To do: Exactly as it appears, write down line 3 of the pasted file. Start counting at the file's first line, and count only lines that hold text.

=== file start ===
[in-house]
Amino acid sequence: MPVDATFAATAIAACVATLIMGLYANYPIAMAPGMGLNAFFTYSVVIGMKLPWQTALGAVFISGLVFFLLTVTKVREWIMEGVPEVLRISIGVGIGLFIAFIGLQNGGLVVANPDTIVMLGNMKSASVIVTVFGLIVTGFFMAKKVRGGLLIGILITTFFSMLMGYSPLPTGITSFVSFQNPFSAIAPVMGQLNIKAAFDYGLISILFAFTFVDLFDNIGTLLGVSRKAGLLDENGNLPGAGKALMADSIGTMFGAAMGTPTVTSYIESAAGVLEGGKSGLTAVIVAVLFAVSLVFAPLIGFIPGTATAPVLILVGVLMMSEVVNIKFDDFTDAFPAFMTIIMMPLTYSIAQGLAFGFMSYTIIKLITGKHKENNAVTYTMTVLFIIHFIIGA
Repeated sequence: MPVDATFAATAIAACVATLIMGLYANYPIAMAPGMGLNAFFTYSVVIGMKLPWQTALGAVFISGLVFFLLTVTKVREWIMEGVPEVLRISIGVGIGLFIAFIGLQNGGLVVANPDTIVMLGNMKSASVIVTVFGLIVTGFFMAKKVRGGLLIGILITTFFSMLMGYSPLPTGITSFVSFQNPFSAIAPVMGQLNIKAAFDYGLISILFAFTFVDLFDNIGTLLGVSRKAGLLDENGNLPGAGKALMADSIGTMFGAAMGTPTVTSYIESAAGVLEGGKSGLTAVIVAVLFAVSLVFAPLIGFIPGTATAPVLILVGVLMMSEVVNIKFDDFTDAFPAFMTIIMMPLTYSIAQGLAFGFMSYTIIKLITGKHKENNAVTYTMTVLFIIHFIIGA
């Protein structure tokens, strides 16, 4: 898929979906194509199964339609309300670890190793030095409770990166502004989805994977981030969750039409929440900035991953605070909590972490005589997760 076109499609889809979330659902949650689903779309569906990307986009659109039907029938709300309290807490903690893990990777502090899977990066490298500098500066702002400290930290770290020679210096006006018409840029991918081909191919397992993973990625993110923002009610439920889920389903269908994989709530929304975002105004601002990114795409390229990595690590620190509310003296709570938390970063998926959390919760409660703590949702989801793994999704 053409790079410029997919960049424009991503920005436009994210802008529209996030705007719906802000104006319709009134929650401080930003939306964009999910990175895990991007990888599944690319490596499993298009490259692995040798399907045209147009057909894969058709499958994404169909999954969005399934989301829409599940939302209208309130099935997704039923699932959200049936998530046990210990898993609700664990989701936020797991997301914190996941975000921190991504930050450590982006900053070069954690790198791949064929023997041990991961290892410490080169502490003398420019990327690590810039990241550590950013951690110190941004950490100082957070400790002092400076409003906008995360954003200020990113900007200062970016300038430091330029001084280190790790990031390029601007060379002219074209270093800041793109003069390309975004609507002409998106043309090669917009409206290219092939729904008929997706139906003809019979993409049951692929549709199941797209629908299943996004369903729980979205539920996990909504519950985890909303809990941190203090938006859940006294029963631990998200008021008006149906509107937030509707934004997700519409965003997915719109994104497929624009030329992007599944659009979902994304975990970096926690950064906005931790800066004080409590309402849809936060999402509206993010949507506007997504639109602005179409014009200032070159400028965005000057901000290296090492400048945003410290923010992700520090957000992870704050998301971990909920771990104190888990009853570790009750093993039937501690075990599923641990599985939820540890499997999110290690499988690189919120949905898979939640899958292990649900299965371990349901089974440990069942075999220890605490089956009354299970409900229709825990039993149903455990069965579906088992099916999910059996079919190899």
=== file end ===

Repeated sequence: MPVDATFAATAIAACVATLIMGLYANYPIAMAPGMGLNAFFTYSVVIGMKLPWQTALGAVFISGLVFFLLTVTKVREWIMEGVPEVLRISIGVGIGLFIAFIGLQNGGLVVANPDTIVMLGNMKSASVIVTVFGLIVTGFFMAKKVRGGLLIGILITTFFSMLMGYSPLPTGITSFVSFQNPFSAIAPVMGQLNIKAAFDYGLISILFAFTFVDLFDNIGTLLGVSRKAGLLDENGNLPGAGKALMADSIGTMFGAAMGTPTVTSYIESAAGVLEGGKSGLTAVIVAVLFAVSLVFAPLIGFIPGTATAPVLILVGVLMMSEVVNIKFDDFTDAFPAFMTIIMMPLTYSIAQGLAFGFMSYTIIKLITGKHKENNAVTYTMTVLFIIHFIIGA